6 Tried-and-True Tricks Longtime Gardeners Swear By

Try these expert-approved methods in your garden this season

Woman gardening outside

Yaroslav Danylchenko / Stocksy

Whether you’re just getting started on your spring and summer garden or you’ve been planting and pruning all winter, some gardening advice is always welcome. It often feels like the tricks, tips, and hacks for helping your outdoor plants thrive are endless—and for every great piece of advice, there are some really bad suggestions out there, too.

With this in mind, we turned to the experts to find out some tried-and-true growing tricks they swear by. Here’s what they had to say.

Companion Planting Works Wonders

If you’ve ever heard of the concept of ‘companion planting,’ then Nikhil Arora, co-founder of the organic plant product company Back to the Roots, says you’re on the right track. For those unfamiliar, Arora explains that companion planting is the act of grouping mutually beneficial plants together so they can assist one another in growing.

“One of the most effective gardening tips is to use companion planting,” Arora says. “For instance, planting marigolds around tomato plants can help deter pests, while planting beans alongside corn can improve soil fertility by fixing nitrogen."

Beautiful overgrown garden


Don't Be Afraid to Prune Your Plants

Even if you’re going for a trendier, wildflower meadow aesthetic this season, Katie Tamony, CMO and trend spotter for gardening brand Monrovia, says pruning is an absolute necessity—but for some reason, it’s something people often find scary. 

“Pruning results in thicker, denser growth in spring and more blooms, plus a healthier overall plant,” Tamony says. “It’s something I learned from watching our craftsmen do it often at our nurseries. Don’t be afraid to prune! Especially with your perennials and shrubs—give everything in your garden a great haircut before the season starts.”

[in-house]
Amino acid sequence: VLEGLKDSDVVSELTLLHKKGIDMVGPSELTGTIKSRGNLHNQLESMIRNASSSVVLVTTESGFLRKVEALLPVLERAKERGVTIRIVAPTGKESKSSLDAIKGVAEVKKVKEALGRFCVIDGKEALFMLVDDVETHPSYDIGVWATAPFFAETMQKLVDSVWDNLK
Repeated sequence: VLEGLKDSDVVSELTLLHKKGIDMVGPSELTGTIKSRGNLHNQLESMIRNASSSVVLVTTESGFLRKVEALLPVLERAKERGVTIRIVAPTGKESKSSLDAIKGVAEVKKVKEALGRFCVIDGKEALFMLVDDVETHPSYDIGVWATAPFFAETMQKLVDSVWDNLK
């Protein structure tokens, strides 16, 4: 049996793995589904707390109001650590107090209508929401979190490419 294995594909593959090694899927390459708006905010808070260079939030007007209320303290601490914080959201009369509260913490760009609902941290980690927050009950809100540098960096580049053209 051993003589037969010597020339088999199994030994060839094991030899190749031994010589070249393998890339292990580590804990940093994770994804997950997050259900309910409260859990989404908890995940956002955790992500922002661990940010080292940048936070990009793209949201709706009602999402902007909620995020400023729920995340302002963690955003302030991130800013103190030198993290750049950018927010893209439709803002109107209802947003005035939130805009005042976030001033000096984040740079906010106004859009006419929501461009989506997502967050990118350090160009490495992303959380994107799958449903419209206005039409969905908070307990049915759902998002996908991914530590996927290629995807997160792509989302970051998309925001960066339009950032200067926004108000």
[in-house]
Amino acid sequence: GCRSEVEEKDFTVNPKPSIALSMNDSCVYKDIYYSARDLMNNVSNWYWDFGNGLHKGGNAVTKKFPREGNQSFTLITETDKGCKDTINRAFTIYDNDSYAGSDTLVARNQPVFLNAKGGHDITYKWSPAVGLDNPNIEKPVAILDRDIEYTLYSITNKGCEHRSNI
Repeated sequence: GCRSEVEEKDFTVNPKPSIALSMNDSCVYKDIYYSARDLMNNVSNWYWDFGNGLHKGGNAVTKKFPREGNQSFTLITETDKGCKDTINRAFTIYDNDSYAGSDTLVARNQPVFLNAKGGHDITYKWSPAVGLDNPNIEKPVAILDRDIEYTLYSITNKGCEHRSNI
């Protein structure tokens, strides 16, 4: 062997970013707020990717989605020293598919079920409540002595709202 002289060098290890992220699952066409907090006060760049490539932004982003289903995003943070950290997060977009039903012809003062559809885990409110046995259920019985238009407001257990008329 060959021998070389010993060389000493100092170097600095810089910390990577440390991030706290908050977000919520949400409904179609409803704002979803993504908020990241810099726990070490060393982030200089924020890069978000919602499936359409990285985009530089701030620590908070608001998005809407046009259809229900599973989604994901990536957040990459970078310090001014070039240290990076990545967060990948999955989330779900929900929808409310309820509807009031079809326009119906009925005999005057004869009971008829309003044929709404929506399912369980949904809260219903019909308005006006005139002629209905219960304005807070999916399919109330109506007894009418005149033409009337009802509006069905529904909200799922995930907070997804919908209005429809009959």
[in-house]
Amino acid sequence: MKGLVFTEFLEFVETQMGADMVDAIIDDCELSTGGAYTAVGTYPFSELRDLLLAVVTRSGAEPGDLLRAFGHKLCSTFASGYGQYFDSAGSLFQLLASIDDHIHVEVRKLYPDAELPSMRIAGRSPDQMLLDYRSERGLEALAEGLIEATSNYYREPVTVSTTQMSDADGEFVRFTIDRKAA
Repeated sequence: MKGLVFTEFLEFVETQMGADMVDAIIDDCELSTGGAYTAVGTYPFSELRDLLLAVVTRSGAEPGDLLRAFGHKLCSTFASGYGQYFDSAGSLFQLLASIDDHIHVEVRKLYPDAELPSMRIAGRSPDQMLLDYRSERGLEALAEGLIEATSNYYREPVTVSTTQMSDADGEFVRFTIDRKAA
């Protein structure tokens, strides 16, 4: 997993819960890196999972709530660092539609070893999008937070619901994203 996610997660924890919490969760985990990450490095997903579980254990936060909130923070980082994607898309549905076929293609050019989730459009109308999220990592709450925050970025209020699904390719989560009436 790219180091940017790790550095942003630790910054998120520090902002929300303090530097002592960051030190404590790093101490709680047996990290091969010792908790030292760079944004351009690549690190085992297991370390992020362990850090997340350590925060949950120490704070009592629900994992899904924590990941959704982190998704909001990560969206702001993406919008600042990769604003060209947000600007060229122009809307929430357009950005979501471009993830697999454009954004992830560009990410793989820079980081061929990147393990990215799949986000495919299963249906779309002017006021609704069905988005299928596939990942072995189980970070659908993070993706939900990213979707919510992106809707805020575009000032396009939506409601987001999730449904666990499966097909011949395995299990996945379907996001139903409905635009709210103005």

Give everything in your garden a great haircut before the season starts.

Use Eggshells to Fertilize Soil

If you’ve ever heard that eggshells make great fertilizer, don’t dismiss it as a silly tale. Arora tells us there’s some truth to it. He notes that crushed eggshells can add calcium to the soil, which is essential for plant growth and development.

In general, Tamony says people underestimate the importance of healthy soil, and says if your garden isn’t growing as expected, that might be the first thing to investigate. 

“There’s no point planting in terrible soil—the plant roots won’t take hold, the plant won’t get needed nutrients, and you will watch your plant suffer for it,” she says.

Not sure if your soil needs a boost? You can easily run an at-home test, available at a local garden center or online, according to Tamony. Then, once you have your results, treat according. “Don’t just amend the soil in the planting hole—you need to amend the soil around the plant and throughout your garden,” Tamony says.

Beautiful outdoor landscaping

Margaret Austin Photo for Cathie Hong

Make a "Compost Tea"

This one sounds kind of stomach–churning for us, but our plants will love it. Arora assures us that ‘compost tea’ actually works. And yes—it’s exactly what it sounds like.

“Compost tea is made by steeping compost in water,” Arora says. “The resulting liquid is rich in nutrients. It can be used as a natural fertilizer, it’s really easy to apply, and it’s readily available to your plants."

Use Raised Beds

Raised beds aren’t just trending for their appearance—they’re a great way to add levels and visual interest to your outdoor space. Plus, Arora says they actually do help your gardens grow.

“Raised beds allow for better drainage, and soil aeration, and can prevent soil compaction,” Arora says. “It also makes it easier to control weeds and pests."

Raised beds in an outdoor garden


Dig Wide Rather Than Deep

Whether you’re planting in a raised bed or in the ground, Tamony says there’s a misconception about how to dig your hole: it's more about the width than the depth.

“Many people think they need to dig a hole much deeper than the plant, but they really need to dig a hole that’s twice as wide as the plant in the pot—the roots will spread out and explore the surrounding area after planting,” Tamony says.

Then, once your plant is in place, make sure you refill the hole correctly. Tamony says, “Don’t bury the plant—fill the planting hole so that the rootball or crown is at soil level.”